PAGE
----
Old Major

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Main article: Animal Farm
Old Major
First appearance Animal Farm
Last appearance Animal Farm (Only Appearance)
Created by George Orwell
Information
Nickname(s) Willingdon Beauty
Species Middle White boar
Gender Male
Occupation Revolutionary Leader of Animal Farm

Old Major (also called Willingdon Beauty, his name used when showing) is the first major character described by George Orwell in Animal Farm. This "purebred" of pigs is a kind, grandfatherly philosopher of change. According to Christopher Hitchens: "the persons of Lenin and Marx are combined into one, or, it might even be truer to say, there is no Lenin-pig at all".[1]

Old Major proposes a solution to the animals' desperate plight on Manor Farm under the Jones administration and inspires thoughts of a rebellion. The actual time of the revolt is unsaid; it could be tomorrow or several generations down the road. Old Major dies three days after delivering his speech and the animals, stirred up by this speech, set to work immediately on the bringing about of the Rebellion.

Shortly after his death, the animals rise in revolt and oust the humans from power. This rebellious act is so quick that many do not realize it happened until it is over. The animals drive Jones and the farmhands off of the farm and remove many of the implements of his rule.

The Seven Commandments that Snowball had transcribed, that were supposed to encompass Old Major's general philosophy, are gradually altered and deformed under Napoleon until they come to entirely different meanings than were originally intended. "Beasts of England", the song that came to Old Major in his dream, was later banned on Animal Farm by Napoleon, at which time it was replaced by "Comrade Napoleon", a hymn composed by Minimus the pig that pledges allegiance to Animal Farm and to work to protect it.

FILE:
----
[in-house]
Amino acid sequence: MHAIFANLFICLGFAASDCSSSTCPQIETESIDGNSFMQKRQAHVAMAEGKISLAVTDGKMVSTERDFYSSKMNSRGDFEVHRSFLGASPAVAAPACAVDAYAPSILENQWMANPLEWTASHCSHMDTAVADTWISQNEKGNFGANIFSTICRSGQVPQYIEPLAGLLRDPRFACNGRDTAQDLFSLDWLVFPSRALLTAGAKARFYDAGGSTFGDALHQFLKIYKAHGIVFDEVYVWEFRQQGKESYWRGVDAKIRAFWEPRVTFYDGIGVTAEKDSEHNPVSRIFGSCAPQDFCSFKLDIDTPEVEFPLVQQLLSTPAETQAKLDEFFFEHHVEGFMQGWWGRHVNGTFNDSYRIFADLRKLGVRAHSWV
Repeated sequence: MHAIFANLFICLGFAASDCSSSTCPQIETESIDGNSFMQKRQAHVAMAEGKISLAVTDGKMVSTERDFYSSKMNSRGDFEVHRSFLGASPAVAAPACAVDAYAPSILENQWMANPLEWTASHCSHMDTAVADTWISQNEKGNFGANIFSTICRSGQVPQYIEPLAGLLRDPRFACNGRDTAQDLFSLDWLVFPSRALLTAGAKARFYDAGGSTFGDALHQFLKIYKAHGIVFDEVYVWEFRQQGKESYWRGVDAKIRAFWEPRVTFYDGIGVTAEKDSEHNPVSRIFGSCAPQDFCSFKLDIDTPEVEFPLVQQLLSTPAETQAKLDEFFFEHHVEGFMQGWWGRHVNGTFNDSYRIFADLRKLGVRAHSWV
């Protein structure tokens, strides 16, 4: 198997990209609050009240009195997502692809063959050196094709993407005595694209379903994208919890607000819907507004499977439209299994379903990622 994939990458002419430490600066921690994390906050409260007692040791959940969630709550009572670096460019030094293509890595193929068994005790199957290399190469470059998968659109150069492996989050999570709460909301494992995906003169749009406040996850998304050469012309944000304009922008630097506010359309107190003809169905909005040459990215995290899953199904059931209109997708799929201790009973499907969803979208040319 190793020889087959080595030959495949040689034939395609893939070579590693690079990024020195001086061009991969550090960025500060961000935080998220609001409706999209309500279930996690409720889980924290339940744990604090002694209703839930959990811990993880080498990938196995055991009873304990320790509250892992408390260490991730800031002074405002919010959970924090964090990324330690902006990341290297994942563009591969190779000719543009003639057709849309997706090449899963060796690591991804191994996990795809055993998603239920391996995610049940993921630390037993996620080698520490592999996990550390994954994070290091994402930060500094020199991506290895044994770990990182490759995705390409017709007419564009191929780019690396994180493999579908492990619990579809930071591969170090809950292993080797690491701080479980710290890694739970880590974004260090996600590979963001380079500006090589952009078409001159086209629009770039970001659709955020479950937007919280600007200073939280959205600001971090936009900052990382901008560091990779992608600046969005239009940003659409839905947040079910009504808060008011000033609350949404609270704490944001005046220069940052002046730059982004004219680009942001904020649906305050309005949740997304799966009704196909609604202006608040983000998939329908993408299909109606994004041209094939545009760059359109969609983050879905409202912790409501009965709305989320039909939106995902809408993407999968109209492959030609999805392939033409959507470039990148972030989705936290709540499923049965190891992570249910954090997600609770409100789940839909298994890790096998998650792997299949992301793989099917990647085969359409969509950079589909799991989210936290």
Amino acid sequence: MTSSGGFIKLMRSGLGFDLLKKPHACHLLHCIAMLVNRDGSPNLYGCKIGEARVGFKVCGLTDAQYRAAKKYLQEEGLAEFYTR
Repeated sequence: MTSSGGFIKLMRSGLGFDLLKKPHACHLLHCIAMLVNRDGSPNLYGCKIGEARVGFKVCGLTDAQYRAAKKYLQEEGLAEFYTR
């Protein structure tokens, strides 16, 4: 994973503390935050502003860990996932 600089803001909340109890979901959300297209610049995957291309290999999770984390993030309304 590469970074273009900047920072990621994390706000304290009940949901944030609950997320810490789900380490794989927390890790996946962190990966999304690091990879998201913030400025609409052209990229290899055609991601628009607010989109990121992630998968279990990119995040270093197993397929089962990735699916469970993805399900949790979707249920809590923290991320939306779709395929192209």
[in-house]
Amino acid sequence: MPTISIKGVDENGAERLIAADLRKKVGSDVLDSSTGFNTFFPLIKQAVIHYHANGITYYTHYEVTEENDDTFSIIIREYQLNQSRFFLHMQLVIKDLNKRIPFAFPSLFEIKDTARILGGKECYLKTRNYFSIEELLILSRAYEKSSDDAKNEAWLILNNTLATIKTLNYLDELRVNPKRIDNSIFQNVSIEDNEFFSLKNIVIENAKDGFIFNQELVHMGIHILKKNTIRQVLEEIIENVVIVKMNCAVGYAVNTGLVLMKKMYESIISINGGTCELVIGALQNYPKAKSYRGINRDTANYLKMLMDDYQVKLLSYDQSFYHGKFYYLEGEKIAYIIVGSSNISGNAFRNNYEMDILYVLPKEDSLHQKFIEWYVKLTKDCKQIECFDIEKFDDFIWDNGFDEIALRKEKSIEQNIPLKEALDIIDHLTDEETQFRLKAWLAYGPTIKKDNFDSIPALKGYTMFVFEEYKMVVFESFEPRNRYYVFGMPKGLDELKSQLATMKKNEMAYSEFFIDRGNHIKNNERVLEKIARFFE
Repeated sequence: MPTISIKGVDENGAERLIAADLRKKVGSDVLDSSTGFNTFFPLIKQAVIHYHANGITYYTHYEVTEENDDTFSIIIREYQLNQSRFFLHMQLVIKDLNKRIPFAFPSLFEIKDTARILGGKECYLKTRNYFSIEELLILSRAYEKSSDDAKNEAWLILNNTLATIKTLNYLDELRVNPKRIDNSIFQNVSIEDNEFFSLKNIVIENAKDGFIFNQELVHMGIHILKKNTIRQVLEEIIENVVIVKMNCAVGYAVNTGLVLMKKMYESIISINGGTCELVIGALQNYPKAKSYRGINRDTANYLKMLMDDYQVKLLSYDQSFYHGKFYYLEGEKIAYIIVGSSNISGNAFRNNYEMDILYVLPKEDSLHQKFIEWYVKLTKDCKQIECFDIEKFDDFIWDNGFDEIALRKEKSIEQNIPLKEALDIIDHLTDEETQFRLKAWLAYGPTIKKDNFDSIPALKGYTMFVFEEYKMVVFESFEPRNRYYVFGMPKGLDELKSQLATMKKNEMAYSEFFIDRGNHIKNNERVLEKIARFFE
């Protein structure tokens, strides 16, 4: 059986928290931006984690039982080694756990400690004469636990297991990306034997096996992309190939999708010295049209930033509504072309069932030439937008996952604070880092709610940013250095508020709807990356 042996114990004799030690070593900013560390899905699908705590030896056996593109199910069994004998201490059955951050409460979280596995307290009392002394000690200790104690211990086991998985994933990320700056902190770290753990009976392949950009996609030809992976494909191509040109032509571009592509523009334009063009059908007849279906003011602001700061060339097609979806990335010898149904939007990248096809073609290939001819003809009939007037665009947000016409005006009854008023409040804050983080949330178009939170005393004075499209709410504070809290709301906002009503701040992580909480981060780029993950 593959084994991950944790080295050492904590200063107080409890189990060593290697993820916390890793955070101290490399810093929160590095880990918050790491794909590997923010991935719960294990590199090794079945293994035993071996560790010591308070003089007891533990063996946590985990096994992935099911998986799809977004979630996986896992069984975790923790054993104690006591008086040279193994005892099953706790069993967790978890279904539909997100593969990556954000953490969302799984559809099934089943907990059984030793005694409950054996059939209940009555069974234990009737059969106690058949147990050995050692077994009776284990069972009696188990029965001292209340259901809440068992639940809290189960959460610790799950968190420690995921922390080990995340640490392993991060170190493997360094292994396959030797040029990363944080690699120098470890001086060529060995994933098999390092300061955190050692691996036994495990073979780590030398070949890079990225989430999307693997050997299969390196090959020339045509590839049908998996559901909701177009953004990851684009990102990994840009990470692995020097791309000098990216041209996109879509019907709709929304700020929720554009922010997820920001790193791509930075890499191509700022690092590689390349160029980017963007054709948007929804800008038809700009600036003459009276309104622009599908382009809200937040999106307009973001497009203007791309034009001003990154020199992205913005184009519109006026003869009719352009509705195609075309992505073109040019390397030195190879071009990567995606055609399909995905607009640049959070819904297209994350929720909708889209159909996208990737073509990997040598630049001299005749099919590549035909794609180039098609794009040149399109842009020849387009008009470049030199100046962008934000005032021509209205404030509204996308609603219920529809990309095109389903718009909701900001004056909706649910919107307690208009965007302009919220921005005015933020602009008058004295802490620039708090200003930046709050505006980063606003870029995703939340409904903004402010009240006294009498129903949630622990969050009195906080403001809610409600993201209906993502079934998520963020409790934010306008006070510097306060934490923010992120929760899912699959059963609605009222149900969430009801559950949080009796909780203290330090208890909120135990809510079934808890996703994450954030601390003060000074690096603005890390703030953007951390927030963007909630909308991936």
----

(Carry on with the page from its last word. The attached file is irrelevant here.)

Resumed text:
In both film adaptations, Major dies while provoking the animals into rebelling. In the 1954 adaption, he dies suddenly while the animals are singing. In the 1999 version Farmer Jones slips in mud while investigating the sounds coming from the barn, which sets off his shotgun, and indirectly hits Major in his backside, killing him.

Major's skull is dug up and saluted by the animals every day, even after the rebellion, as a sign of respect that the animals remember their roots and the roots of the Rebellion. Napoleon, who has decided to accept the humans and strike bargains with them, announces that the remains are to be disposed of because they represent the old days when animal farm was "violent and primitive" towards humans; towards the end of the story Napoleon announces that he has buried the skull.

Notes[edit]

  1. ^ Hitchens, Christopher (17 September 2002), Why Orwell Matters, Basic Books, pp. 186–187, ISBN 978-0-465-03049-1